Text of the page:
[Rebecca Signer Roche serves as senior counsel on all labor and employment matters for a multinational defense company's global operations and worldwide workforce of 25,000+ employees. Previously, Rebecca was a labor and employment associate at Littler Mendelson, P.C. and at McGuireWoods, LLP. Connect with Rebecca on Twitter and LinkedIn. This article represents the personal opinion of the author and is not intended to provide legal or other advice or to create an attorney-client relationship.]
Here is an overview of some of the most pressing and exciting employment law issues to watch in 2014, with an emphasis on issues that global companies in particular can expect to see.
1. Implementation of Federal Health Care Law
The Affordable Care Act (ACA)’s “employer mandate” has been delayed until 2015, but health insurance exchanges are scheduled to begin offering limited coverage starting January 1, 2014 and open enrollment is underway. Under the ACA, employers are required to send a Notice to employees about the Health Insurance Marketplace, and may have other implementation-related responsibilities in the coming year, particularly towards the second-half of the year.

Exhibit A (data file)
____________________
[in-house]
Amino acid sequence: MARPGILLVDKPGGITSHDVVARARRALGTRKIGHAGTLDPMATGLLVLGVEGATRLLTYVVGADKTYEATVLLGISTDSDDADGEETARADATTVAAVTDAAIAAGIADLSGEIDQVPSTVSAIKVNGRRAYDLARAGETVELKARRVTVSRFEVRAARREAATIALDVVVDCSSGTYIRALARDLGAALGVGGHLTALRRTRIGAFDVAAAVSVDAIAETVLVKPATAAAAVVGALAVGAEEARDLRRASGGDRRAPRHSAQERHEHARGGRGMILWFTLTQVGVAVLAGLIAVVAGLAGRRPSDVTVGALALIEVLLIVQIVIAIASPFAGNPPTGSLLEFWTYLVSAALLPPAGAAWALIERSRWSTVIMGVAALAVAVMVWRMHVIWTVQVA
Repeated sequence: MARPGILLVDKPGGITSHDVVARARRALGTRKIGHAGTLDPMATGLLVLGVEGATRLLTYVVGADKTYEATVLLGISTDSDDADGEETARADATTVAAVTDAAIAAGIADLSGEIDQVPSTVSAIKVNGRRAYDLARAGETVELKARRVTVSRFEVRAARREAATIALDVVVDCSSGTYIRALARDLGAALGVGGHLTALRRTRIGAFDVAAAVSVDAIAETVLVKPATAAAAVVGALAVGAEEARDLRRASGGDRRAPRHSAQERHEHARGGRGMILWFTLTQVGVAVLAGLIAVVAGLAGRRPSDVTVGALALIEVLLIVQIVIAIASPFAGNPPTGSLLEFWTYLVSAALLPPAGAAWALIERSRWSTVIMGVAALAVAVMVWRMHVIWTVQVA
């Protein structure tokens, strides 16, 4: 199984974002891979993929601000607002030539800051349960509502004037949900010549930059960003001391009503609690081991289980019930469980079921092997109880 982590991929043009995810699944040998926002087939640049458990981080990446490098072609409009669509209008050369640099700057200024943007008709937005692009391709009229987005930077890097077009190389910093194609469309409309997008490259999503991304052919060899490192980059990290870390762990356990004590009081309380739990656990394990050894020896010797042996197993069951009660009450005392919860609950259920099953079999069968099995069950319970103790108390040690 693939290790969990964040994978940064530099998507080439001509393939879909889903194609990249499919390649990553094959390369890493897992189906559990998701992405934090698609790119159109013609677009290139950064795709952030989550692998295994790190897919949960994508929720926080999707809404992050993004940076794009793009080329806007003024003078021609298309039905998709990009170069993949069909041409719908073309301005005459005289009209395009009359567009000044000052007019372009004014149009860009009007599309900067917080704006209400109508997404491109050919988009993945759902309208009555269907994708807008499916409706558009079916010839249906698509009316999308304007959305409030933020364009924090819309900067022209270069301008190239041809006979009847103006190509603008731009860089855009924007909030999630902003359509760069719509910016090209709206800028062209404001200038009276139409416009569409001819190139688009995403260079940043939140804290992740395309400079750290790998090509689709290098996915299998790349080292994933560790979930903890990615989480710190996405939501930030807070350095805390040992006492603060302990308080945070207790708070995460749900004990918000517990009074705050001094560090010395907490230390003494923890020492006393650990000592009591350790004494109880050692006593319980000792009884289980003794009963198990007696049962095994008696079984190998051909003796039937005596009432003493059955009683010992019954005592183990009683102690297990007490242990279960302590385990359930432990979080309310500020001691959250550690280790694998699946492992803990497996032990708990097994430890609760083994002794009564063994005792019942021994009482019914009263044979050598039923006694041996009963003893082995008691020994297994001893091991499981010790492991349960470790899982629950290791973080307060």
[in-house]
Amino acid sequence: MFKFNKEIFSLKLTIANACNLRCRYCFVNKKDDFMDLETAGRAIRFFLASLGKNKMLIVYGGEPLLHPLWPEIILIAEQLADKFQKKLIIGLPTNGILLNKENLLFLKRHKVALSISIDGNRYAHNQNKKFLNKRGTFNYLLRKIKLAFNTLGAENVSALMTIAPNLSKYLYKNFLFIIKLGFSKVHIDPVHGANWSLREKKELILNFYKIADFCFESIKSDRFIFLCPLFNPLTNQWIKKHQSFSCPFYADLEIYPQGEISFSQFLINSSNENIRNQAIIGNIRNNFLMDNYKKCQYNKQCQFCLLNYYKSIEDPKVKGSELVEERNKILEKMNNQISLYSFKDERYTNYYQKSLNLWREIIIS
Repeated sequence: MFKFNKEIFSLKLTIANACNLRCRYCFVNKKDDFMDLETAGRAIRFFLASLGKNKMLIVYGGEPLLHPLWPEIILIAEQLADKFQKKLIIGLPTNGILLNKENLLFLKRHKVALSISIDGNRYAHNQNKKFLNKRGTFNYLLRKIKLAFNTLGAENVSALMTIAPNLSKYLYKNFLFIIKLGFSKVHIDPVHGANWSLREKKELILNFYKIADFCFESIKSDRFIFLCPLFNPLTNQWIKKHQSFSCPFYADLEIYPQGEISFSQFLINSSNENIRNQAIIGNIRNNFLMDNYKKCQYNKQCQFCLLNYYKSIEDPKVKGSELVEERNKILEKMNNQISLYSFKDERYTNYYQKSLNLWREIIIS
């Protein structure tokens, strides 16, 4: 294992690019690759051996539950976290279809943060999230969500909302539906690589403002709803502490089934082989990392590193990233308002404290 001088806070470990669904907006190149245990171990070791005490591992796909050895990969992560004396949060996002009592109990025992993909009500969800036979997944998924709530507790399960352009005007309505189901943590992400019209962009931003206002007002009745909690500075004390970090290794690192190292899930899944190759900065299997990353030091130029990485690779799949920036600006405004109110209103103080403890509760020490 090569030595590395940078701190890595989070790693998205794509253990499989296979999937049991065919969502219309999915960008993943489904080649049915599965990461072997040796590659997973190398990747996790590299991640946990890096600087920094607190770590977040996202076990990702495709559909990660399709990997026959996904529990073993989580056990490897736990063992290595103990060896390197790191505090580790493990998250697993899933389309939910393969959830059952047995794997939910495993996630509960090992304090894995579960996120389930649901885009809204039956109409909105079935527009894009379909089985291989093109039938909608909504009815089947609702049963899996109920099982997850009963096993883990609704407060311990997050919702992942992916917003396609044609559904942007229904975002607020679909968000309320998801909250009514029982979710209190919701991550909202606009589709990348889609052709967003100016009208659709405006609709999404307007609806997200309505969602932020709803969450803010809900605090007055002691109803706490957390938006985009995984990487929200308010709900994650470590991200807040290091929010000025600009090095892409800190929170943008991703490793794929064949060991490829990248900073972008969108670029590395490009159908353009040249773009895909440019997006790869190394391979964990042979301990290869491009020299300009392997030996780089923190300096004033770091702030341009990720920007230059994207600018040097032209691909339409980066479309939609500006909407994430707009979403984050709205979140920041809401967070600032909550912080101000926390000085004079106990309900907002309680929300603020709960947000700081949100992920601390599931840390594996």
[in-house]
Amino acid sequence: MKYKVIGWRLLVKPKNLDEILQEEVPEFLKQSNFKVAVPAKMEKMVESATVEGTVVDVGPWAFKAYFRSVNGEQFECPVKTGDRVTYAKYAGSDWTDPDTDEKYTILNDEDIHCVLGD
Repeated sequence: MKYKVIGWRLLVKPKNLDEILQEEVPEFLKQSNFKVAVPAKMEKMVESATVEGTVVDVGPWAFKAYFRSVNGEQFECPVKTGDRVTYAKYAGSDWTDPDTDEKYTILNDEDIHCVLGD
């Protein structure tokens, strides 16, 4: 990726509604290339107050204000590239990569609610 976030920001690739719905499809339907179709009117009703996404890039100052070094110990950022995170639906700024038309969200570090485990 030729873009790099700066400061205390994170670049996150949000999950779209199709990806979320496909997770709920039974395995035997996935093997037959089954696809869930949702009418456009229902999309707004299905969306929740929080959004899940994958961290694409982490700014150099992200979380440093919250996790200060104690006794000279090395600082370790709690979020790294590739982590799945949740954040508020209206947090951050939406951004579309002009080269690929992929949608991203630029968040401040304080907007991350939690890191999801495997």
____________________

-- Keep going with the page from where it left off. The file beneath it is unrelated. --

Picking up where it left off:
2. Social Media in the Workplace
Employee use of social media is now a daily occurrence, and with the increased digitization of the workplace via the use of mobile devices, the line between work and personal online activity is increasingly blurred. Employer attempts to regulate social media activity have been met by some resistance by the NLRB, who has found that at least some provisions in employer policies are overbroad and unlawful. Other related issues are presenting themselves on a regular basis: who owns an executive’s LinkedIn account after the executive departs? Do certain posts on LinkedIn or Twitter violate an employee’s non-compete agreement? When exactly are Facebook posts protected, concerted activity?
3. False Claims Act
Recent years have seen a steady increase in whistleblower lawsuits under the False Claims Act (“FCA”). These types of lawsuits can result in large settlement payments to individual whistleblowers and government entities. A growing number of such whistleblowers are persons working in compliance – often sophisticated, resourceful and informed of so-called “bad facts.” This trend highlights the need for organizations to adopt policies and procedures for situations involving employee complaints. Such policies should have multiple channels for employees to report concerns confidentially, and should include an anti-retaliation provision, among other things.
4. Perception Management
Human resources needs to partner with their communications and media relations departments to manage perception domestically and internationally...
Studies show that corporate America is often viewed negatively by the general public, and this perception may be even more negative overseas. Human resources needs to partner with their communications and media relations departments to manage perception domestically and internationally, which includes developing, promoting and implementing positive “pro-employee” strategies and employee relations practices.
5. New OFCCP Requirements